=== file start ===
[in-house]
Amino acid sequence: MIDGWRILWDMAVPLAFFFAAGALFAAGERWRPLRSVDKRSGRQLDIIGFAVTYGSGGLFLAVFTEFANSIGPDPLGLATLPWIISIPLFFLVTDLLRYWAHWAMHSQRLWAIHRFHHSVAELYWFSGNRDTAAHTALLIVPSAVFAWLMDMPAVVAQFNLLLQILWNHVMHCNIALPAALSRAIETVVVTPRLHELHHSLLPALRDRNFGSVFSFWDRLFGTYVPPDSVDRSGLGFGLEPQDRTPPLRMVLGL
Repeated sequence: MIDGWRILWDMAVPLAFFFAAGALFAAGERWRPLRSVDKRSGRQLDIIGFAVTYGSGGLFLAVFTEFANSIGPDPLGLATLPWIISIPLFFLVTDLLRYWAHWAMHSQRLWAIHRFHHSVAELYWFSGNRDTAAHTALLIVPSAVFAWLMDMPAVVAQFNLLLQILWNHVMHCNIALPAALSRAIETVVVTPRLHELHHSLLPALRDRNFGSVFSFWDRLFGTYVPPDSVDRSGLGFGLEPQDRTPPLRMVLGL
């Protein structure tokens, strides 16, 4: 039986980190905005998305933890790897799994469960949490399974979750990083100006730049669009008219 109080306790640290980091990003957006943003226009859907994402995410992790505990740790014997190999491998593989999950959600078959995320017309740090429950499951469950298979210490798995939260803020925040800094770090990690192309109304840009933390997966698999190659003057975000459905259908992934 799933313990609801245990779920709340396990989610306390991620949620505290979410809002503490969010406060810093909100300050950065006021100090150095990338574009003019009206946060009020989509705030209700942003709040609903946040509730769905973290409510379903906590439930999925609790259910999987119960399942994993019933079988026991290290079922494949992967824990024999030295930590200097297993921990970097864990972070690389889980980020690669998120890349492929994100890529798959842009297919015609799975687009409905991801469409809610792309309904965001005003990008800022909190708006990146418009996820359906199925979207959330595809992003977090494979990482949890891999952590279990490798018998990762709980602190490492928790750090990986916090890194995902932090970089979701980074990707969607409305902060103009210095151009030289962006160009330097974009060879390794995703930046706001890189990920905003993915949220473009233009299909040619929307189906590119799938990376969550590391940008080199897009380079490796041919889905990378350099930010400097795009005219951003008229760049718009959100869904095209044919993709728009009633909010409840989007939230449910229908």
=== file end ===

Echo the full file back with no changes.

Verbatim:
[in-house]
Amino acid sequence: MIDGWRILWDMAVPLAFFFAAGALFAAGERWRPLRSVDKRSGRQLDIIGFAVTYGSGGLFLAVFTEFANSIGPDPLGLATLPWIISIPLFFLVTDLLRYWAHWAMHSQRLWAIHRFHHSVAELYWFSGNRDTAAHTALLIVPSAVFAWLMDMPAVVAQFNLLLQILWNHVMHCNIALPAALSRAIETVVVTPRLHELHHSLLPALRDRNFGSVFSFWDRLFGTYVPPDSVDRSGLGFGLEPQDRTPPLRMVLGL
Repeated sequence: MIDGWRILWDMAVPLAFFFAAGALFAAGERWRPLRSVDKRSGRQLDIIGFAVTYGSGGLFLAVFTEFANSIGPDPLGLATLPWIISIPLFFLVTDLLRYWAHWAMHSQRLWAIHRFHHSVAELYWFSGNRDTAAHTALLIVPSAVFAWLMDMPAVVAQFNLLLQILWNHVMHCNIALPAALSRAIETVVVTPRLHELHHSLLPALRDRNFGSVFSFWDRLFGTYVPPDSVDRSGLGFGLEPQDRTPPLRMVLGL
């Protein structure tokens, strides 16, 4: 039986980190905005998305933890790897799994469960949490399974979750990083100006730049669009008219 109080306790640290980091990003957006943003226009859907994402995410992790505990740790014997190999491998593989999950959600078959995320017309740090429950499951469950298979210490798995939260803020925040800094770090990690192309109304840009933390997966698999190659003057975000459905259908992934 799933313990609801245990779920709340396990989610306390991620949620505290979410809002503490969010406060810093909100300050950065006021100090150095990338574009003019009206946060009020989509705030209700942003709040609903946040509730769905973290409510379903906590439930999925609790259910999987119960399942994993019933079988026991290290079922494949992967824990024999030295930590200097297993921990970097864990972070690389889980980020690669998120890349492929994100890529798959842009297919015609799975687009409905991801469409809610792309309904965001005003990008800022909190708006990146418009996820359906199925979207959330595809992003977090494979990482949890891999952590279990490798018998990762709980602190490492928790750090990986916090890194995902932090970089979701980074990707969607409305902060103009210095151009030289962006160009330097974009060879390794995703930046706001890189990920905003993915949220473009233009299909040619929307189906590119799938990376969550590391940008080199897009380079490796041919889905990378350099930010400097795009005219951003008229760049718009959100869904095209044919993709728009009633909010409840989007939230449910229908």